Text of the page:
Author: Amanda Auchter

Amanda Auchter is the founding editor of Pebble Lake Review and the author of The Wishing Tomb, winner of the 2012 Perugia Press Book Award, and The Glass Crib, winner of the 2010 Zone 3 Press First Book Award. Her work has appeared in the American Poetry Review, Bellevue Literary Review, Crab Orchard Review, The Greensboro Review, Indiana Review, Quarterly West, Poetry Daily, and others. She holds an MFA from Bennington College and teaches creative writing and literature at Lone Star College. She lives in Houston, TX.

Do You Know What It Means & Harriet Beecher Stowe at the Cornstalk Hotel, New Orleans, 1850 & Gunshot Pastoral & The City That Care Forgot

Do You Know What It Means

New Orleans, 1949

Satchmo, you returned to this paddleboat
city as King of Zulu, king

of blackface and grass skirts,
jazzed tongue blowing into the confetti

of beads. Louis, you returned
to your Storyville streets, the red lights

long gone out. You returned to the ghost

of your mother, her peignoir past noon, her body
a book flipped open. Here is your childhood,

the wheelbarrow, the coal you drug into dusk
before you could read, before

you could blow. Satchelmouth,
you waved your hand into the swamp

of memory, looked through
a window at ice clinking in glasses

you were not allowed to touch. You turned away,
boarded a plane, watched the city

grow distant. Dark

as a mouth with its teeth removed. The city,
a song you wrote at 30,000 feet.

Harriet Beecher Stowe at the Cornstalk Hotel, New Orleans, 1850

A man and a woman arrive together

in chains. His voice surfaces—
I shall try to meet you there—but I cannot

hear what follows. Tea cools in white china.
I think of horses, the way they walk back

and forth, hold up their heads. Horses,
the way a man in a coat turns them about,

opens their mouths, checks their teeth. Scars

on the flanks. A chimney gasps smoke
into the afternoon. The body looted. A child

plays a violin outside the stalls, watches
as women remove their handkerchiefs,

show their hands. A whip

weaves close to the ears. The balcony overlooks
a narrow street, a cart and driver.

The voices drift out, an edge

of an outline. The voices say, I hope
you will try to meet me in heaven.

I shall try to meet you there.

Gunshot Pastoral

In November 1834, Baroness Micaela Almonester de Pontalba was shot four times at point-blank range by her father-in-law Baron Joseph Delfau de Pontalba, who was enraged at her attempts to divorce his son, Celestin. She survived to go on to commission the famous Pontalba Apartments in New Orleans’ Jackson Square.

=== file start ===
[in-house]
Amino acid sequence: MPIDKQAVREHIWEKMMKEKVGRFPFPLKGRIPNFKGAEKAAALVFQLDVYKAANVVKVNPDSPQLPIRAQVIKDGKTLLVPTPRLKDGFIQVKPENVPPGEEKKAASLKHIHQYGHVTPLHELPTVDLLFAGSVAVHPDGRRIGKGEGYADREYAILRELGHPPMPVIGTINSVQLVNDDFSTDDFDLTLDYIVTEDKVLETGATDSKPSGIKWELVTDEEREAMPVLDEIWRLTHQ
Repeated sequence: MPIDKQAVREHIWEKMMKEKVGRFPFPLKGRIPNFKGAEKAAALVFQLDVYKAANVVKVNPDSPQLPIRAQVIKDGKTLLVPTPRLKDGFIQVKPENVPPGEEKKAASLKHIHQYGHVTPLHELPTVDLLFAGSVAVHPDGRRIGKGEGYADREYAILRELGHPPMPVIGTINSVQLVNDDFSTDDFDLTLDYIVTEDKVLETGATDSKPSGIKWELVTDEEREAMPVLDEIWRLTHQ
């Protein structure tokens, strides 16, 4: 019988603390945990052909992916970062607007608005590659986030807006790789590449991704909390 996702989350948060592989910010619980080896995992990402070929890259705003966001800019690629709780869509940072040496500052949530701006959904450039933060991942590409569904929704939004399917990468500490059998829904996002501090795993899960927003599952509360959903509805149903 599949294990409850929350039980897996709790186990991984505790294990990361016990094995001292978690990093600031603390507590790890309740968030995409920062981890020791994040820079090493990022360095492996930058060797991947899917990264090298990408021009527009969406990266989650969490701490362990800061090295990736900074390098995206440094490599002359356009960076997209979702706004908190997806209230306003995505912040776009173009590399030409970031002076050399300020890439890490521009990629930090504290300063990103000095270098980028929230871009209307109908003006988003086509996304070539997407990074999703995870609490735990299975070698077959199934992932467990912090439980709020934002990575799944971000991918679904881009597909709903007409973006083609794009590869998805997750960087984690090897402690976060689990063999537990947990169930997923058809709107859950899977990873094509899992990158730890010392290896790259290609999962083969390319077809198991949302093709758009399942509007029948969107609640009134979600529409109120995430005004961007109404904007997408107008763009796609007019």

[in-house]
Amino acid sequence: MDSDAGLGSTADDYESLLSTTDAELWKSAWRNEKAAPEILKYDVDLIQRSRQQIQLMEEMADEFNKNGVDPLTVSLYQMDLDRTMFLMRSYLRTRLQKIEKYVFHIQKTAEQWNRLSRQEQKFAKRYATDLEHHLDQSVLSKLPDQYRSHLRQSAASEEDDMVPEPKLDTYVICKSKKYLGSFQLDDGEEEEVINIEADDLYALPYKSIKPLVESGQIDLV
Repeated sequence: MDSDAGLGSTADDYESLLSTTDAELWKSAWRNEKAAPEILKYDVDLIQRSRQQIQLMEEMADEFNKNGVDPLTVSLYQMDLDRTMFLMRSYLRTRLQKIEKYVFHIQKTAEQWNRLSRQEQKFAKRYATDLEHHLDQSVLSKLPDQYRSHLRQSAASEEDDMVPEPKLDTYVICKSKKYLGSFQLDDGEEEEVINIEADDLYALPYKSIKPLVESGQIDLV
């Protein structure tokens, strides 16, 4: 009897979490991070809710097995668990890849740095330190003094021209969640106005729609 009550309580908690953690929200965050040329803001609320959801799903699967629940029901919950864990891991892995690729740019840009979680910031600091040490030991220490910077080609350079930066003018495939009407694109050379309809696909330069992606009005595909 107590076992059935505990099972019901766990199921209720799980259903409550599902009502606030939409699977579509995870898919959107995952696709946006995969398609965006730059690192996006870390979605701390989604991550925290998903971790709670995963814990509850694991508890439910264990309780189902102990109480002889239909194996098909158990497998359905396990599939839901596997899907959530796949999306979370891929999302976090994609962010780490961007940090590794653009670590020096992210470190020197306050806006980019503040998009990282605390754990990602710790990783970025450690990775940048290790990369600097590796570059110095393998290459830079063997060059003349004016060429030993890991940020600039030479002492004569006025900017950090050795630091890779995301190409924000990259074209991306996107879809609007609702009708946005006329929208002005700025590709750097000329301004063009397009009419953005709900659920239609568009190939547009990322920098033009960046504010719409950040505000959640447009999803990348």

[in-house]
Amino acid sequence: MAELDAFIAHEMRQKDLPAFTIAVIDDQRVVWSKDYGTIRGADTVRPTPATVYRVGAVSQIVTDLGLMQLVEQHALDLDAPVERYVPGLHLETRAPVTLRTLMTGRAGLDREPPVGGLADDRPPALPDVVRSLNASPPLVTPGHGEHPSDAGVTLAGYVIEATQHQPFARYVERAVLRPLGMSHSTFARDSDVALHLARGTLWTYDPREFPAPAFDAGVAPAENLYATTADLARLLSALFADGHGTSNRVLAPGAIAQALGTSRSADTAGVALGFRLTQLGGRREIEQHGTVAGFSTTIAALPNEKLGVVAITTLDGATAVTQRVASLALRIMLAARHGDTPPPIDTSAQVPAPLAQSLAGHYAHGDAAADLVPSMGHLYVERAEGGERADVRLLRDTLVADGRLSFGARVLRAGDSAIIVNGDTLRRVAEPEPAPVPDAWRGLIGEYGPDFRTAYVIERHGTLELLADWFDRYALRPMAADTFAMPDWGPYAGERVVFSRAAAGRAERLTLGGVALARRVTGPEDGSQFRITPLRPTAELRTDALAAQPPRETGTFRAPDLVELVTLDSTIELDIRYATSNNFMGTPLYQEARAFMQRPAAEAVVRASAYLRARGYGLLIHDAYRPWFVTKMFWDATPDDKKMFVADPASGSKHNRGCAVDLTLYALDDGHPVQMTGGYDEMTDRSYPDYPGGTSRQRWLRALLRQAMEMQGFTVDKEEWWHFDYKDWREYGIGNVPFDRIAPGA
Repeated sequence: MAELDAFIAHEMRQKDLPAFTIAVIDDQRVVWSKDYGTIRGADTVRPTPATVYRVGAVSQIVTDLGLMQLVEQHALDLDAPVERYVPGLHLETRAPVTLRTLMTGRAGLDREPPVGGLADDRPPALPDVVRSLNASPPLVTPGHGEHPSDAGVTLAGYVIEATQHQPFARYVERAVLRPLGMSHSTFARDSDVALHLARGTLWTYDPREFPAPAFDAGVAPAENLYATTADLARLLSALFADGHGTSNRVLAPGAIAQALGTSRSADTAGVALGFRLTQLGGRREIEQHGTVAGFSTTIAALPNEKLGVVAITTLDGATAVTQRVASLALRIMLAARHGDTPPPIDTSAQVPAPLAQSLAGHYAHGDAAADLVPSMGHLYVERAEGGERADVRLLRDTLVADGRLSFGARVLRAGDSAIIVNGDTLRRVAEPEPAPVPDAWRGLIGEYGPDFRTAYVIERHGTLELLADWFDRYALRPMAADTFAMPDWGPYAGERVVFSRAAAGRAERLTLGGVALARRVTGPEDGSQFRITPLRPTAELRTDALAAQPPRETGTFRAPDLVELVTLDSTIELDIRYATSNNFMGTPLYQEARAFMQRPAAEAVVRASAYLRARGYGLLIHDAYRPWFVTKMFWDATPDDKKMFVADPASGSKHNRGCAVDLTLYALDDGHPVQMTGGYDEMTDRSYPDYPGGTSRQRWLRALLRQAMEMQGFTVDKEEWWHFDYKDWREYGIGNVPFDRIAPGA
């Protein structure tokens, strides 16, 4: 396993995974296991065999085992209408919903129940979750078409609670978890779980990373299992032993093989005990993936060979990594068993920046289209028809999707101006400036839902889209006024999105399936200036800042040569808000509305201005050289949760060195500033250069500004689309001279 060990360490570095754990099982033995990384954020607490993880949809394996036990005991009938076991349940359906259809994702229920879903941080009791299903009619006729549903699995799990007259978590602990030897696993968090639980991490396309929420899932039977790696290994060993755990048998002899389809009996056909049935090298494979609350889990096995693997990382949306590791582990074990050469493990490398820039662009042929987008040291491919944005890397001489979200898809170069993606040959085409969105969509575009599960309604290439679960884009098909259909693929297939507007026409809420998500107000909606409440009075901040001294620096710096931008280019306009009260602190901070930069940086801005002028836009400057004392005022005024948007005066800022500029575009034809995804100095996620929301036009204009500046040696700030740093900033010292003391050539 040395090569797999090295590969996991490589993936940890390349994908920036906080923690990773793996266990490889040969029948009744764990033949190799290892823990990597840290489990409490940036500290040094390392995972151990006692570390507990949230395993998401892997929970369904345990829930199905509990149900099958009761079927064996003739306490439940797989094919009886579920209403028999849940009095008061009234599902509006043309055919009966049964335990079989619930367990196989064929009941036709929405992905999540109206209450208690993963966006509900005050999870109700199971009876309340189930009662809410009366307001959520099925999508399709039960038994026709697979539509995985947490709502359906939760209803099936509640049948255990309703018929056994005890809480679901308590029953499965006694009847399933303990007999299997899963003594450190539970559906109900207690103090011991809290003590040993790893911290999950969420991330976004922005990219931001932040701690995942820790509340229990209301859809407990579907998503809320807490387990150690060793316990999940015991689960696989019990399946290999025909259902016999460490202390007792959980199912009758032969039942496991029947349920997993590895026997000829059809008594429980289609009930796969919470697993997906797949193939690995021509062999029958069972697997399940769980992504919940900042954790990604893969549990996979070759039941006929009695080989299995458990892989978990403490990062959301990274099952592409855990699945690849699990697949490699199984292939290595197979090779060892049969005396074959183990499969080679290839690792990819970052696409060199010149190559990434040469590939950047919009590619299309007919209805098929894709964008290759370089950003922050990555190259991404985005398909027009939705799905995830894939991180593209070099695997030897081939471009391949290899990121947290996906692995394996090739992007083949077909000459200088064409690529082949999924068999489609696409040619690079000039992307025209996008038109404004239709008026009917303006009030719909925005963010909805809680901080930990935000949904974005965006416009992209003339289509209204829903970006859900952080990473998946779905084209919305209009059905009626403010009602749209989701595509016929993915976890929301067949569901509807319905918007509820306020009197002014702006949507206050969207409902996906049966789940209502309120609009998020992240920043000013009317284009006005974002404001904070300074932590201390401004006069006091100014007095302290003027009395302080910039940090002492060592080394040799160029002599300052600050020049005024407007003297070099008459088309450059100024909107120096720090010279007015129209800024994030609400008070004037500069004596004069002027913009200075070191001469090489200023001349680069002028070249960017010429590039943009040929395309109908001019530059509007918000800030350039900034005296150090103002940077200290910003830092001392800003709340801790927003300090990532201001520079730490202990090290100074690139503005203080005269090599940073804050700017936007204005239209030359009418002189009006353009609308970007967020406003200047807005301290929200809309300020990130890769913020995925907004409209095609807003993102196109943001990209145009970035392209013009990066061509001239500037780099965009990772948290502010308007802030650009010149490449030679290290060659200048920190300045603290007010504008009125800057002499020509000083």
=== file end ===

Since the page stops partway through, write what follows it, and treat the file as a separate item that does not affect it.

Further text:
How animal I am in my desire
to live: my body a plague

of gun-shots, starburst
wounds. My body brooding in the damp

heat of breath, of the pistol-
echo in my ears. My fingers a broken nest

wrapped in sinew, bone. I listen to the red drum

of my heart, its blood a wind

carrying through me. I held my fingers up
to my chest, a motion of no

or stop. Each bullet collapsed
inside me, the red silking

through my clothes, the afternoon. How spectacular
the pain: a fire burning

through a dry field. A house undone. How alive
I am here in the winter light,

in the silver thread
of smoke. I held up my hands,

turned away.
My voice swung back into my throat.

The City That Care Forgot

You were here once; you will be here again.
—Joanna Klink

What brings you back is the sugared air

that seeps its way through
the streets. The scrolled iron balconies,
banana-leaved courtyards, gas lamps draped

with bright plastic beads. Not the water-

stained drywall, crushed fence, the X-
marked houses. Not the ruin
of mosquito fever, flood, the history

of bodies hung by the neck in trees,
but how the river collects daylight, the sound

of trumpets in late afternoon. You return to this

humid sweep, the second lines of handkerchiefs,
magnolia in every scene. Long ago,
this was the city that care forgot: mold-scarred,

splintered chairs washing upstream. A city
of tents, of wind-wrapped shutters, shotgun

houses. What brings you back. The city

turns its umbrellas in the sun, lights fire
for roux. What calls you: the music

of a gate opening onto Tchoupitoulas Street,
chicory-heat, the roof tiles

in the black sky. The water. The rising.